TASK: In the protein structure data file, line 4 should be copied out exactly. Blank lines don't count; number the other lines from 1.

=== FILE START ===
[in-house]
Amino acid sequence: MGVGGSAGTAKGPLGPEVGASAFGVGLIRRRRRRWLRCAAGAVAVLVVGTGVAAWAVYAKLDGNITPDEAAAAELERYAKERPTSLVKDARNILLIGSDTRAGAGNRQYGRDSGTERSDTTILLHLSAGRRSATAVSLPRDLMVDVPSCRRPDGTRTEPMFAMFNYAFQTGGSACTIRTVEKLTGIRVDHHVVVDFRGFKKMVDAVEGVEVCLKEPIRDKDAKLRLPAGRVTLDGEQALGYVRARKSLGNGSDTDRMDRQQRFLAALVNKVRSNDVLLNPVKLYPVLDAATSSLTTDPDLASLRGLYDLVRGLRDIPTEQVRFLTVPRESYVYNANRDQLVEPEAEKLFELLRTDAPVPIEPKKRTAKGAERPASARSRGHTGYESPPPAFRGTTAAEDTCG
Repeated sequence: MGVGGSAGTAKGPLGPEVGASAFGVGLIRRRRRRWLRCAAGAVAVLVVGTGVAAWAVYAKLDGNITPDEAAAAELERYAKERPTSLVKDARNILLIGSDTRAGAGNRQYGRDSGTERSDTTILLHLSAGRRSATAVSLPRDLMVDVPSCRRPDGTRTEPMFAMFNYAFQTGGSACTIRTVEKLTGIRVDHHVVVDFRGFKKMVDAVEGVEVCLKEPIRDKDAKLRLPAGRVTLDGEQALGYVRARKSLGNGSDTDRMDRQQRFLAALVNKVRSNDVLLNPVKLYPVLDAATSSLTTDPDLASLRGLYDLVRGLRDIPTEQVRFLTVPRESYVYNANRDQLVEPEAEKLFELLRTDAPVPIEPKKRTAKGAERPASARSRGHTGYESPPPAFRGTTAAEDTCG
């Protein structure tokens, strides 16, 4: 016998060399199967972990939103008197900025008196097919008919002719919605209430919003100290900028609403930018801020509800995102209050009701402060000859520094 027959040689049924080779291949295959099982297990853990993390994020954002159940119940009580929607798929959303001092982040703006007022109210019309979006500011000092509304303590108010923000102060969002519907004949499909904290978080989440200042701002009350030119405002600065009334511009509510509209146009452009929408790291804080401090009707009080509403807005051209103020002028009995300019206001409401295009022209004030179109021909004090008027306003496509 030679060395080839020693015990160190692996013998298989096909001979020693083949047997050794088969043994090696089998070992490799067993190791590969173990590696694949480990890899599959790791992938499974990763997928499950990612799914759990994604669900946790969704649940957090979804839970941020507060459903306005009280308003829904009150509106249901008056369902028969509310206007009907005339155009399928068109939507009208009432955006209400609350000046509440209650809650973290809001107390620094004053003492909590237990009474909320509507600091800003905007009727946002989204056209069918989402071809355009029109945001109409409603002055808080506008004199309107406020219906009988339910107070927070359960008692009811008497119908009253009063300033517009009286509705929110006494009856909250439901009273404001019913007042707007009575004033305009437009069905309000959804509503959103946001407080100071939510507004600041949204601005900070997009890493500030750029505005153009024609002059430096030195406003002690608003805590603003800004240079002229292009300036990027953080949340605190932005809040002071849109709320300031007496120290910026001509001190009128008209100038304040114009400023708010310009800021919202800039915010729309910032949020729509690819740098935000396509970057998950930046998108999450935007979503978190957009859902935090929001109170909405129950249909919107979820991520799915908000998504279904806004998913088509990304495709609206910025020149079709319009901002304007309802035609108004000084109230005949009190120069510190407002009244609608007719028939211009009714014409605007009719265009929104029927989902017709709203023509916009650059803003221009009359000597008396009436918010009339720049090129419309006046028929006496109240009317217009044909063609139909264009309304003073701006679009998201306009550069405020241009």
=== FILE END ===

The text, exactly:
């Protein structure tokens, strides 16, 4: 016998060399199967972990939103008197900025008196097919008919002719919605209430919003100290900028609403930018801020509800995102209050009701402060000859520094 027959040689049924080779291949295959099982297990853990993390994020954002159940119940009580929607798929959303001092982040703006007022109210019309979006500011000092509304303590108010923000102060969002519907004949499909904290978080989440200042701002009350030119405002600065009334511009509510509209146009452009929408790291804080401090009707009080509403807005051209103020002028009995300019206001409401295009022209004030179109021909004090008027306003496509 030679060395080839020693015990160190692996013998298989096909001979020693083949047997050794088969043994090696089998070992490799067993190791590969173990590696694949480990890899599959790791992938499974990763997928499950990612799914759990994604669900946790969704649940957090979804839970941020507060459903306005009280308003829904009150509106249901008056369902028969509310206007009907005339155009399928068109939507009208009432955006209400609350000046509440209650809650973290809001107390620094004053003492909590237990009474909320509507600091800003905007009727946002989204056209069918989402071809355009029109945001109409409603002055808080506008004199309107406020219906009988339910107070927070359960008692009811008497119908009253009063300033517009009286509705929110006494009856909250439901009273404001019913007042707007009575004033305009437009069905309000959804509503959103946001407080100071939510507004600041949204601005900070997009890493500030750029505005153009024609002059430096030195406003002690608003805590603003800004240079002229292009300036990027953080949340605190932005809040002071849109709320300031007496120290910026001509001190009128008209100038304040114009400023708010310009800021919202800039915010729309910032949020729509690819740098935000396509970057998950930046998108999450935007979503978190957009859902935090929001109170909405129950249909919107979820991520799915908000998504279904806004998913088509990304495709609206910025020149079709319009901002304007309802035609108004000084109230005949009190120069510190407002009244609608007719028939211009009714014409605007009719265009929104029927989902017709709203023509916009650059803003221009009359000597008396009436918010009339720049090129419309006046028929006496109240009317217009044909063609139909264009309304003073701006679009998201306009550069405020241009």